Neuroinflammation is associated with essentially every neurological disorder, neurodegenerative disease, and neurodevelopmental disorder. In the brain, regulation of an inflammatory response is under the control of specific cells known as microglia, They coordinate CNS inflammation by an intricate communication network with other intrinsic cellular components to shape inflammatory responses. Brain macrophages exist in various states of activation within injured tissue and retain the capability to shift their functional phenotype within specific stages of the inflammatory response. Like other tissue macrophages, microglia provide the first line of defense against invading microbes; yet, remain unique in their ability to detect critical changes in neuronal activity and health. They are capable of actively monitoring and controlling the extracellular environment, walling off areas of the CNS from non-CNS tissue, and removing dead or damaged cells. In addition, microglia play a critical role in maintaining brain homeostasis and in facilitating synapse formation and remodeling. Alterations in the normal functions of microglia can have detrimental effects on brain development and in the ability of the brain to maintain normal functioning and plasticity. We have examined the process by which the microglia can be altered as a function of development, aging, and in disease states such as schizophrenia and as a function of environmental factors. We are interested in determining the regulatory factors that influence the microglia response and whether this can be altered by environmental factors. Much of our work has been associated with identifying markers of microglia activation state/polarization and understanding the functional associations with each state (phagocytosis, chemotaxis, shifts in mitochondrial bioenergetics). We are examining the ability of various environmental agents (trimethyltin, arsenic) to modify the normal functional ability of microglia. In examining the neurotoxic potential of arsenic, we have examined the effect of acute and prolonged arsenic exposure to modify the ability of microglia to mount a normal host-response to an inflammatory event. We have identified that arsenic can shift the normal response of microglia to lipopolysaccharide for a pro-inflammatory response and to interleukin 4/ interleukin 13 to induce an anti-inflammatory response. We have also identified that under these exposure conditions the phagocytic capability of the macrophage is blunted. We have also characterized the dynamics of the bioenergetic capacity of microglia under these conditions and how they shift depending on the initiating stimulus. We have expanded this research to examine the ability of environmental agents to act as a trigger for inflammasome activation as a regulatory process for inflammation. Using these systems as models of hindered macrophage response we are examining the impact on biological functions such as migration and phagocytic capability and developing methods to assess what impact this shift may have not only on adult response to disease or injury but also in brain development and ability to repair following injury. To evaluate the impact of pro-inflammatory cytokines on the brain repair response we have developed a model system to examine the progenitor cell population from the subgranular zone of the hippocampus at different ages. Using this system as well as the in vivo model we are examining the influence of microglia and pro-inflammatory cytokines on the proliferation and differentiation of neural progenitor cells and how drug or toxicant exposure can influence this process to enhance or hinder repair. We have identified a possible pivot point distinguishing beneficial versus detrimental effects on neural progenitor cells in the hippocampus of adolescent mice in the interleukin 1 activation of the inflammasome. For these studies we continue to use a number of methods to examine alterations in the developing nervous system following exposure to environmental agents including immunohistochemistry, con-focal imaging, flow cytometry, seahorse mitochondrial bioenergetics, molecular techniques to examine mRNA level such as qRT-PCR, microarray, RNase protection assays, neuroprogenitor cell cultures, adult derived neural stem/progenitor cells, as well as assessment of neurobehavioral functioning.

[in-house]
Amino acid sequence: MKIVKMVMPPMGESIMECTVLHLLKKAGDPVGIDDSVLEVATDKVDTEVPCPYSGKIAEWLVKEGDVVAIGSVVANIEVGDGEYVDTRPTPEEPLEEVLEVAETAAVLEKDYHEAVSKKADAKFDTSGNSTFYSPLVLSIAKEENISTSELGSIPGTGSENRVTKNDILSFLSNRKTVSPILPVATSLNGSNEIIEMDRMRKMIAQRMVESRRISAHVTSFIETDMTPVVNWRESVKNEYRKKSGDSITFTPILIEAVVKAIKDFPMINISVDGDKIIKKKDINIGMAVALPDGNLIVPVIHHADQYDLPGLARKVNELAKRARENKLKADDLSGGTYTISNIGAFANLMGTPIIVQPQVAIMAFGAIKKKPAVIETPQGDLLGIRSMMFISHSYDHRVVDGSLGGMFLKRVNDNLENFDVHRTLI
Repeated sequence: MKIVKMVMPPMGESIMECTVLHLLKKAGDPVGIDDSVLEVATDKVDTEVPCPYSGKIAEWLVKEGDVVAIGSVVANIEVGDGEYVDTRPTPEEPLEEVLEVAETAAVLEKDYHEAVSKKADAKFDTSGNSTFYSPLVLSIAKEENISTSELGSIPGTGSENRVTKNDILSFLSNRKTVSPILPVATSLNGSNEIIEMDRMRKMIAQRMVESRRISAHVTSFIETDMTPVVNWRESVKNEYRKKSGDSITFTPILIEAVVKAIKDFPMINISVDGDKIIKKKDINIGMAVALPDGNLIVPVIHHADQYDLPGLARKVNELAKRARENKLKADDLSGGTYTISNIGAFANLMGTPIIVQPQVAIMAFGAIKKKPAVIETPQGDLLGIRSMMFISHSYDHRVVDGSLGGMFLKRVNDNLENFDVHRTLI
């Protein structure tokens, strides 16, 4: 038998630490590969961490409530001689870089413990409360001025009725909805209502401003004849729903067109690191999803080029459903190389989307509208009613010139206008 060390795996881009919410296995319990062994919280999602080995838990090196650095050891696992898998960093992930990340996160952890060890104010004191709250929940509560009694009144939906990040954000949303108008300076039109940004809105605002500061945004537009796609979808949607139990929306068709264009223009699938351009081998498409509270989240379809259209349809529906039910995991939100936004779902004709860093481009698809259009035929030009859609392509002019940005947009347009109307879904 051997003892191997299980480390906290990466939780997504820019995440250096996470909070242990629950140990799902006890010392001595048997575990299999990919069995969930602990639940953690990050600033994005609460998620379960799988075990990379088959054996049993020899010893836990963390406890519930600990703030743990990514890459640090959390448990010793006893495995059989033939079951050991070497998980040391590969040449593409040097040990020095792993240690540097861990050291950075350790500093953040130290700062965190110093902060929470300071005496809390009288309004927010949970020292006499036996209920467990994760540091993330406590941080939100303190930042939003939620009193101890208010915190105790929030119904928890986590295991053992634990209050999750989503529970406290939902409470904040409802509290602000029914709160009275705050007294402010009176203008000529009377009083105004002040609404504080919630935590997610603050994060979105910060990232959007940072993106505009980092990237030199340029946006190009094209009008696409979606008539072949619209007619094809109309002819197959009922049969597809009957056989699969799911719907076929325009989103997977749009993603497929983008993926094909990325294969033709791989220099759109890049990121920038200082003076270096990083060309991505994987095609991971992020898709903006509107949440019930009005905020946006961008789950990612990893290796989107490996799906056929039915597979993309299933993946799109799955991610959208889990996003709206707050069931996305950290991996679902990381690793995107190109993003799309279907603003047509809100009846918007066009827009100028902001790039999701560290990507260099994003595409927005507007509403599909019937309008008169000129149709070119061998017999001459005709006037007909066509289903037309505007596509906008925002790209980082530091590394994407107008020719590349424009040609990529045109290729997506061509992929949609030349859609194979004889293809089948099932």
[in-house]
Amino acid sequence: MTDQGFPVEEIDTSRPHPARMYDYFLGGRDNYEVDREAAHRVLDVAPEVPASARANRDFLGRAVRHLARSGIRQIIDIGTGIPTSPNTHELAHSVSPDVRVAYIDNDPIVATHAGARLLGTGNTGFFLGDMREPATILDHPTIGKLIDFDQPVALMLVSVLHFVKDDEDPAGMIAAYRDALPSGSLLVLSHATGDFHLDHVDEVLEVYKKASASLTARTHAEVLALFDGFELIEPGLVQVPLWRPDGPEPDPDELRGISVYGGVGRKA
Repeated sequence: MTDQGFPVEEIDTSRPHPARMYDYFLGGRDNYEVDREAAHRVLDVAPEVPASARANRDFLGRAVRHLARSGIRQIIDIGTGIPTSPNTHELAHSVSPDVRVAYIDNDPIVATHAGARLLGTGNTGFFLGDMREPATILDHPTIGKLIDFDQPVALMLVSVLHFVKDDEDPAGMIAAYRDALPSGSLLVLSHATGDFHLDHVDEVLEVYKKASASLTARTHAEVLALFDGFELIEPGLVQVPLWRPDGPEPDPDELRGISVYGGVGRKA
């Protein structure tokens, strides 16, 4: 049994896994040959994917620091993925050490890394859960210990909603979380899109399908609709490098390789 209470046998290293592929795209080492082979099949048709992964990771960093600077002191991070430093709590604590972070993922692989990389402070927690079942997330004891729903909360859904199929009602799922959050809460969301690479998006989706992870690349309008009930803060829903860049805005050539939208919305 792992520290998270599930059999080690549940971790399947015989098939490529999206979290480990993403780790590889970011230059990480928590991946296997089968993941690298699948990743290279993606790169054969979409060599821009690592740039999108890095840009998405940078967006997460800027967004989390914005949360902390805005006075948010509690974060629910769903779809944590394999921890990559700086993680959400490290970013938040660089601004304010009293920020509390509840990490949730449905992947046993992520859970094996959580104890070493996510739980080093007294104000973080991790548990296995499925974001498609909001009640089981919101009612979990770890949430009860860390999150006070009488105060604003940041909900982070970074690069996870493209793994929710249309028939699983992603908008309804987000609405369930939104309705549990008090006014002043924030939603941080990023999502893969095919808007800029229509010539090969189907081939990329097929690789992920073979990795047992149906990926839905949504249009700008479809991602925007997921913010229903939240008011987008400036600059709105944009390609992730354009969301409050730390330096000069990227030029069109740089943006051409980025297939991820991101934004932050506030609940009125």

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U.S. National Inst of Environ Hlth Scis